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THE RHONDDA STONEHENGE - Dewi Bowen



On those days that PD was winging his way up the serviced, fog-alerted and tyre-pressured M4 to the largest stone ring in the land (Avebury TLH 110), this writer was padding his way slowly up above the hymn-singing, beer-swilling, pigeon-fancying Welsh valley that has been his sometime home for this last two years, to visit what must be the smallest circle.

I had read of  'The Rhondda Stonehenge' as it was so grandly named, some years before. I never managed to find it, though I'd been born and raised just a mile or so over the mountain (the site is not marked on any O.S. map - even the 25 inch series). In 1986, the local council had fenced off a large part of  Gelli mountain for a "landfill site" (which is town planning jargon for rubbish tip); fearing the site was in danger of destruction, I determined to make a thorough search for "the Rhondda Stonehenge". This time the little ring of stones was found just 15 yards outside of the dreaded tip site. (On the occasion of this visit I also bumped into the sweetheart of my youth, Elaine, older, wiser but still as pretty, who lived just down the hill from the circle! In the months that followed I was to see a lot more of both Elaine and "the Rhondda Stonehenge".)

The largest stone of the circle is little more than 2 feet high and the site is situated on a level ridge peppered with boulders and small cairns. The circle is at the centre of an alignment of three cairns, a round cairn and a rare example of a platform cairn. Beside the platform cairn is a small standing stone, reported as upright in 1903 but is now fallen.

The man who excavated the site in 1903 and named it "the Rhondda Stonehenge" was the Rev. John Griffiths. He was influenced by the work of the pioneer astro-archaeologist Sir Norman Lockyer, with his ideas of the ancient Welsh gorsedd and the solar and stellar orientation of prehistoric sites. Whether or not Griffiths applied Lockyer's discipline to this site we shall never know as his entire life's work was, sadly, destroyed after his death by his sister, a zealous Christian who believed brother John to have been led astray by Lockyer and Druidic heresies.

The Stone Circles in the British Isles occasionally incorporated astronomical events into their layout and construction is something that is now widely accepted by most prehistorians. However, the site we are looking at falls into a different generic type, the circle in this case being the outer kerb of a cairn given a sepulchral use. Were, then, the vagaries of the heavens considered by its early Bronze Age builders?

I started my obersevations at the midsummer of 1988 and witnessed a sunset in prefect conditions. The three cairns of the complex corresponded roughly with the direction of the sunset but disappointingly nothing could be noticed on the bare high ridge of  Mynydd Tylecach. I then took an azimuth reading (315 degrees). Later at home I transferred the azimuth onto the map: this went through the Iron Age hillfort of Maendy Camp. I had already noticed the camp on the hillside earlier but dismissed it as a foresight because of its size and because it was 1000 years later in construction than the circle. On the map however, the projected line went bang through the middle of a bronze age cairn within the ramparts of the fort. Indeed, the cairn must have been quite large originally to have survived the encroachment of the Celtic campers. This azimuth can then be extended to Carn Brynllydian some 7 miles over the hills and far away. I had noted a solstice bearing between Carn Brynllydian and its close neighbour Carn Caglau back in 1980, but owing to forestry was never able to follow it up with any worthwhile fieldwork.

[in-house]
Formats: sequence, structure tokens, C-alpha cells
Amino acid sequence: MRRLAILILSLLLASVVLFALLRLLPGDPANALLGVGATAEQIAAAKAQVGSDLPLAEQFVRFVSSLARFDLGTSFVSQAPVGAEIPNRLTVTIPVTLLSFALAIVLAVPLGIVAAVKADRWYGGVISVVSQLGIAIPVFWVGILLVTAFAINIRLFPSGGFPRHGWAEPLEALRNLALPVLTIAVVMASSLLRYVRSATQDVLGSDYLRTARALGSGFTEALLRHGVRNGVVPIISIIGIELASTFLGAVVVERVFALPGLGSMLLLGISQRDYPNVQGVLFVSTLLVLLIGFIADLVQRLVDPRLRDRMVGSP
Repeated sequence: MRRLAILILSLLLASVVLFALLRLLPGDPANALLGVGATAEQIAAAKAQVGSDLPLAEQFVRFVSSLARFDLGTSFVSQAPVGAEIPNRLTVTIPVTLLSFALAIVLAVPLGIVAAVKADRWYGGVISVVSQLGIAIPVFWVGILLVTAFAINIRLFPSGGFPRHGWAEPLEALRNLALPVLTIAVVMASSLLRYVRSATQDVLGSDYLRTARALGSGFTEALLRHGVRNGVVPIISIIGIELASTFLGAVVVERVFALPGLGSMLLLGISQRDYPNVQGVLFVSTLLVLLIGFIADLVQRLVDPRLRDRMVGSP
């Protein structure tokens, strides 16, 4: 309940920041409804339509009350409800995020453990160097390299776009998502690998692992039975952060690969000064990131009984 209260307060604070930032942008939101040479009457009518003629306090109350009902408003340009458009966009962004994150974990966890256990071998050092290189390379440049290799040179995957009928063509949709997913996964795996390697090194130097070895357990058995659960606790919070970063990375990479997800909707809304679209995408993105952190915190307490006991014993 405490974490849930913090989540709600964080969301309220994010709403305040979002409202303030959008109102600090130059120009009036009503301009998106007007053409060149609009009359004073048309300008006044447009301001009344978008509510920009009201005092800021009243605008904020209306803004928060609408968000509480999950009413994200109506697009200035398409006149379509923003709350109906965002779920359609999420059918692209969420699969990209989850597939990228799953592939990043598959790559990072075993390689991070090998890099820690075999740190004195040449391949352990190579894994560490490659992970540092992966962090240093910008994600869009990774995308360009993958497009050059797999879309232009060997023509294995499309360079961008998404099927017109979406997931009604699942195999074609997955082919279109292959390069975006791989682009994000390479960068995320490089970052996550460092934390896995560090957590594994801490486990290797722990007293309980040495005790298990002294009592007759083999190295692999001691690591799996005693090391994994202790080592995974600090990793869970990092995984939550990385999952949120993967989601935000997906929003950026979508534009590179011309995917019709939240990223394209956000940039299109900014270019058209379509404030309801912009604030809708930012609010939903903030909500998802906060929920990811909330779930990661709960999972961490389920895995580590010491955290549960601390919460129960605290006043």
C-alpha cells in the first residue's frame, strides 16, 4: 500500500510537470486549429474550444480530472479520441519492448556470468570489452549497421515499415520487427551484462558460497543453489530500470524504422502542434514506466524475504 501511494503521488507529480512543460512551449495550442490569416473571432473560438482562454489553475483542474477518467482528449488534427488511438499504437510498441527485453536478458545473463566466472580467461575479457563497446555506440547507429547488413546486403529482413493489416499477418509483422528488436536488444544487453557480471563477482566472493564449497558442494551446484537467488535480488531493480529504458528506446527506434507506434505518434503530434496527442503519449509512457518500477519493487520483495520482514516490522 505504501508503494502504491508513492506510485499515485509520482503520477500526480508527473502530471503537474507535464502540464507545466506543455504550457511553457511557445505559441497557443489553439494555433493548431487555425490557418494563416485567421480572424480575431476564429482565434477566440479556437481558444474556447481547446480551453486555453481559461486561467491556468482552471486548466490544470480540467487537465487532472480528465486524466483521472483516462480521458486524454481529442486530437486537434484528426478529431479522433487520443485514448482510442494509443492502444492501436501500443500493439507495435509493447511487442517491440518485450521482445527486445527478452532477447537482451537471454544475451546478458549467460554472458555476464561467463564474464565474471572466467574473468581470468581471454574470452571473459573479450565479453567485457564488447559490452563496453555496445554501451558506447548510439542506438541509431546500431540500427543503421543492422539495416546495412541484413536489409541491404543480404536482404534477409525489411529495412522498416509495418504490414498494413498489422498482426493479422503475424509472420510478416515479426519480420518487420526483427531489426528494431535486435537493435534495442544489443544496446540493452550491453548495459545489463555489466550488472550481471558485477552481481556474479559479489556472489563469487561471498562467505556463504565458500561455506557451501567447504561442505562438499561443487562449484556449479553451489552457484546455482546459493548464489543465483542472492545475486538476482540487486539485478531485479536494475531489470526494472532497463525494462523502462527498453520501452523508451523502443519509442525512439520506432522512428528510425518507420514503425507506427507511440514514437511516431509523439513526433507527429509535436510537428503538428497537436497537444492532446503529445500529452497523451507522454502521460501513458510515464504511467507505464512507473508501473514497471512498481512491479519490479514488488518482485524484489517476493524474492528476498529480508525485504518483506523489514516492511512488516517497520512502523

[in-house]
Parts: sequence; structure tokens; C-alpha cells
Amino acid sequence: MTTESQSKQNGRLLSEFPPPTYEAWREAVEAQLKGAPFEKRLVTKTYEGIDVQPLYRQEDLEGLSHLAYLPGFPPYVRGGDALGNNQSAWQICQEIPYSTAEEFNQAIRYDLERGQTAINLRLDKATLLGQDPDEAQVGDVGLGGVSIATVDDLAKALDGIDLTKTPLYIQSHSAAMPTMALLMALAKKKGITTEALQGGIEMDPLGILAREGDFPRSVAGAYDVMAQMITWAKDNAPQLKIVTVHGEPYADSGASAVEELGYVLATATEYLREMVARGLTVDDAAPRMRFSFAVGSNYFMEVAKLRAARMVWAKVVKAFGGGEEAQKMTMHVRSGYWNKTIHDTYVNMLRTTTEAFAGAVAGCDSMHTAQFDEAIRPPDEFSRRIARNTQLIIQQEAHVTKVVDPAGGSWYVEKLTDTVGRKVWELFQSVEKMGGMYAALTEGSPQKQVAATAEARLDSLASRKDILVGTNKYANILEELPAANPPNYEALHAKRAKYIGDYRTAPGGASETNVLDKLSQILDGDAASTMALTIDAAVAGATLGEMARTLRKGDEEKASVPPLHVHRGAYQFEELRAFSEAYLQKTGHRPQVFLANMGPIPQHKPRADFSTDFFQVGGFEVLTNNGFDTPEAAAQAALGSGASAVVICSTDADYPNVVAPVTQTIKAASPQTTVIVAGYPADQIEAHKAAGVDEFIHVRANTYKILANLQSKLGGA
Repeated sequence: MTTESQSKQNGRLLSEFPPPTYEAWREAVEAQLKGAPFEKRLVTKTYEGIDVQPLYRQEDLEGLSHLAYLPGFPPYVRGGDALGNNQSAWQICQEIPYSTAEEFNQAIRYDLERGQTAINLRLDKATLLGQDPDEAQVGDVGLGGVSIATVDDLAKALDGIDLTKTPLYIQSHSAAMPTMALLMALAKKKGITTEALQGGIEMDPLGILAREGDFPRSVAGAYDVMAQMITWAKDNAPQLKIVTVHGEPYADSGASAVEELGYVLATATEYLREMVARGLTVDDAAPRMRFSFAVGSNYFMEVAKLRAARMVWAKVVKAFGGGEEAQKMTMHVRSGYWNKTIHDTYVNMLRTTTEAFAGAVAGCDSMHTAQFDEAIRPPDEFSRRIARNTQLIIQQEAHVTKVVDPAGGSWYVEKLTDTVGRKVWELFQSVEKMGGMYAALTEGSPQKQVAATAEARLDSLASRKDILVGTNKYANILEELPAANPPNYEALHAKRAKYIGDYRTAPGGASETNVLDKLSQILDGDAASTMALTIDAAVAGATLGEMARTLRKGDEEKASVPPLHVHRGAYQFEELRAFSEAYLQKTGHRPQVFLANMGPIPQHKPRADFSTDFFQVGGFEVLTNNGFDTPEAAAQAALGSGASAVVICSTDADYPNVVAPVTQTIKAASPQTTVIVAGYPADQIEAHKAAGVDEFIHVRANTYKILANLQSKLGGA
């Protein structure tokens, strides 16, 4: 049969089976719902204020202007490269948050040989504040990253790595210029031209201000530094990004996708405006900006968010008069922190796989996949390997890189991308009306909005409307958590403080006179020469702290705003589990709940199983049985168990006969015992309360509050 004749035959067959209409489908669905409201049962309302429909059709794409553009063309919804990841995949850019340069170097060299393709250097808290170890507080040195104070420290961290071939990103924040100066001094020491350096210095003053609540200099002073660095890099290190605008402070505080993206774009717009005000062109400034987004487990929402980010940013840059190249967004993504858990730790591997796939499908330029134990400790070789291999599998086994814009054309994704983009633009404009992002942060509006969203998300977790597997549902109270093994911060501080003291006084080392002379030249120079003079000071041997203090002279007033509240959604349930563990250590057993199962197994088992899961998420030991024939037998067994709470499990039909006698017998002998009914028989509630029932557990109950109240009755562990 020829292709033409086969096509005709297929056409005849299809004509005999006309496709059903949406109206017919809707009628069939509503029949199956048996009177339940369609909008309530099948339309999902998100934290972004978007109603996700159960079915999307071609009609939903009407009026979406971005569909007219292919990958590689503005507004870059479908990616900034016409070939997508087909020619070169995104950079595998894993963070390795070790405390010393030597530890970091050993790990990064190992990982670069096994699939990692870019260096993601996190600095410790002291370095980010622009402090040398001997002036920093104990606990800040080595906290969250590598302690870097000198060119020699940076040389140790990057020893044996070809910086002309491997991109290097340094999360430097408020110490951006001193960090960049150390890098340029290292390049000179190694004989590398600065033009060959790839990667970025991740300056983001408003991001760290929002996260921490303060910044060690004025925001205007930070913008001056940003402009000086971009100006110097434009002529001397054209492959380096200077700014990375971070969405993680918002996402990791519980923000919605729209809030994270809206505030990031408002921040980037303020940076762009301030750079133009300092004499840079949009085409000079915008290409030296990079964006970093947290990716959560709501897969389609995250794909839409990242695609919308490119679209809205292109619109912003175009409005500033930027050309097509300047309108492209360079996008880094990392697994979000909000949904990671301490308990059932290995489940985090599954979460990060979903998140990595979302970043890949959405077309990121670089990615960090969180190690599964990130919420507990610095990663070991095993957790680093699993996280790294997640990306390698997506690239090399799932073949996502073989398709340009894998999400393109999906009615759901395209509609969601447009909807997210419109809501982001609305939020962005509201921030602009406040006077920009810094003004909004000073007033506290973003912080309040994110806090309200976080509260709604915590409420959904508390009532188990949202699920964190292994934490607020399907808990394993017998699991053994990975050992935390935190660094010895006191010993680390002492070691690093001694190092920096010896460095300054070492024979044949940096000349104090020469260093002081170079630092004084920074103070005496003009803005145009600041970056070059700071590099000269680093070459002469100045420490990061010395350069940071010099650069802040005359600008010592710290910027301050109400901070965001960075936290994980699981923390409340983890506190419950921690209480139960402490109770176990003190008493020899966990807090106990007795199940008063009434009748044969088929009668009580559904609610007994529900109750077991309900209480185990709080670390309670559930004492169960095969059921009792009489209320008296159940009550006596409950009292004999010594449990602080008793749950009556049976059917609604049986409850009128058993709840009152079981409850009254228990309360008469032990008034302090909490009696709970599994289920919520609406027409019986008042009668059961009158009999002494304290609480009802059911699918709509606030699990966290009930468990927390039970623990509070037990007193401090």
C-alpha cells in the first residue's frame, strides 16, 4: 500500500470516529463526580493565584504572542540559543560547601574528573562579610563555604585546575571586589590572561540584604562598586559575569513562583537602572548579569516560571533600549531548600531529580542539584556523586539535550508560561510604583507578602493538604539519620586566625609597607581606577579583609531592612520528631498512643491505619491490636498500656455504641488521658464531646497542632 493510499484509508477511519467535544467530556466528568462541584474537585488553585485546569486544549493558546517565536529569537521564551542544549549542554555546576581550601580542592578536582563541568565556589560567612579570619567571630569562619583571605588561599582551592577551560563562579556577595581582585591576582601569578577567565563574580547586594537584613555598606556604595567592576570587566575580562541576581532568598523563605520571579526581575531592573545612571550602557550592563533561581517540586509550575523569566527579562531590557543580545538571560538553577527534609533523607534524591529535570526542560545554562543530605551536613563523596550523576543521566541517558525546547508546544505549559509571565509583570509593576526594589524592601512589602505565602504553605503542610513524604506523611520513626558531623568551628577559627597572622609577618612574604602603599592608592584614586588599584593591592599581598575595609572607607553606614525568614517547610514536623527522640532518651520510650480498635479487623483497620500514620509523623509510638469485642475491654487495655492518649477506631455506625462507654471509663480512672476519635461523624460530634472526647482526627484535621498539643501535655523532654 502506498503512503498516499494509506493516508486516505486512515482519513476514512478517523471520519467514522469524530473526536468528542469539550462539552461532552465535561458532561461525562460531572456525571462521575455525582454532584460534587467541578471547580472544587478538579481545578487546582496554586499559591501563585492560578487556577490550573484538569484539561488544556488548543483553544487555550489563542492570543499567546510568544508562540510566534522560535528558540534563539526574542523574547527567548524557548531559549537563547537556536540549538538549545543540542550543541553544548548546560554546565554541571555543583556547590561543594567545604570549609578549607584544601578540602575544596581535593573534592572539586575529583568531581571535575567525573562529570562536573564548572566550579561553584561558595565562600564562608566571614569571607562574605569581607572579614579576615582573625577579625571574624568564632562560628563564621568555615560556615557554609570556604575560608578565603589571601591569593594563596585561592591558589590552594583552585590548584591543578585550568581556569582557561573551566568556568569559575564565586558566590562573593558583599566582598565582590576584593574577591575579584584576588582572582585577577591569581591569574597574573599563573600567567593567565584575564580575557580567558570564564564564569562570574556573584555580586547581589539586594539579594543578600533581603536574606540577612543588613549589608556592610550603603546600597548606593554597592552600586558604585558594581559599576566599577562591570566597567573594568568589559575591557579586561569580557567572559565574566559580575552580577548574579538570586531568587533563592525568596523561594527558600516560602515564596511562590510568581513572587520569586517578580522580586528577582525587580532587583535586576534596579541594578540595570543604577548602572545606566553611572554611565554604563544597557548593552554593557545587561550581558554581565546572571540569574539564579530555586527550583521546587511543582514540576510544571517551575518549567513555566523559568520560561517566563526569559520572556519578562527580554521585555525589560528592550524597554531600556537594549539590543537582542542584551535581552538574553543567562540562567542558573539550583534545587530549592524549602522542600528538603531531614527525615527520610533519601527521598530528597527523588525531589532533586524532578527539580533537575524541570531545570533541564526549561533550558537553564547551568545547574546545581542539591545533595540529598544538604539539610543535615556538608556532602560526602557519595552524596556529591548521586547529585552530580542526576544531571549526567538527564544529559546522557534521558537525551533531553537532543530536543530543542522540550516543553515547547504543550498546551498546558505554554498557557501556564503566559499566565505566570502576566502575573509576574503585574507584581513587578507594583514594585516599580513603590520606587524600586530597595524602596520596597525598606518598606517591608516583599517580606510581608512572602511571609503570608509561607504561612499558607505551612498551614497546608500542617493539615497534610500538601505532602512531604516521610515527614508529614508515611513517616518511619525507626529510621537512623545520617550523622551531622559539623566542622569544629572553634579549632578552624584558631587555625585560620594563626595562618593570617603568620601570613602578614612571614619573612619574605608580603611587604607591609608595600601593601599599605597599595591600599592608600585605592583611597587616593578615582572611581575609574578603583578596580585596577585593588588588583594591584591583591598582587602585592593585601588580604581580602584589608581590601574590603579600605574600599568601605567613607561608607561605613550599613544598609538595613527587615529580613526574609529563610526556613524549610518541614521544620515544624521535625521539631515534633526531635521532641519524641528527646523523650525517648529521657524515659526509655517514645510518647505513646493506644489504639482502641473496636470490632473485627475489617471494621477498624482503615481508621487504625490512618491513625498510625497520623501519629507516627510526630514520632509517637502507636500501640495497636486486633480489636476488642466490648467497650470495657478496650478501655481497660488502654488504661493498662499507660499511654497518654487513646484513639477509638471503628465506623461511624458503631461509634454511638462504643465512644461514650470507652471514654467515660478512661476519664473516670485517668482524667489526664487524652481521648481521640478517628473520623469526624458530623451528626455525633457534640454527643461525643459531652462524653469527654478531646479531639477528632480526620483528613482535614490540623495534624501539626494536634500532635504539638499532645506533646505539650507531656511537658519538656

At the Autumn equinox both Elaine and I were ready, well supplied with slide film and a flask of tea to see what might be seen. The weather was good and for the few days before the equinox we photographed the sun getting nearer to a "vee" formed between two hills. The azimuth of the "vee" is 270 degrees. (The photograph shown here was taken at sunset on the 21st of September.) This azimuth on the map lines up three bronze age cairns to the west and another to the east. None of these cairns is visible from the circle.

Elaine noticed the shadow of a very straight linear feature only observable at sunset. When the sun is low the shadow can be seen to run through the circle and beyond. I have not yet been able to successfully photograph this.

The azimuth of the solstice sunrise runs through a very interesting placename: Pen Disgwlfa. This can be translated as "the lookout" or observation place. This line extended runs on the "cairn yr Pigwn" now the site of a forestry fire tower.

Ley focal, bone barrow, processional way or solar observatory - I'm going to be keeping an eye on my little circle for a year or so!


The above line drawing is an exact tracing from the original photograph.

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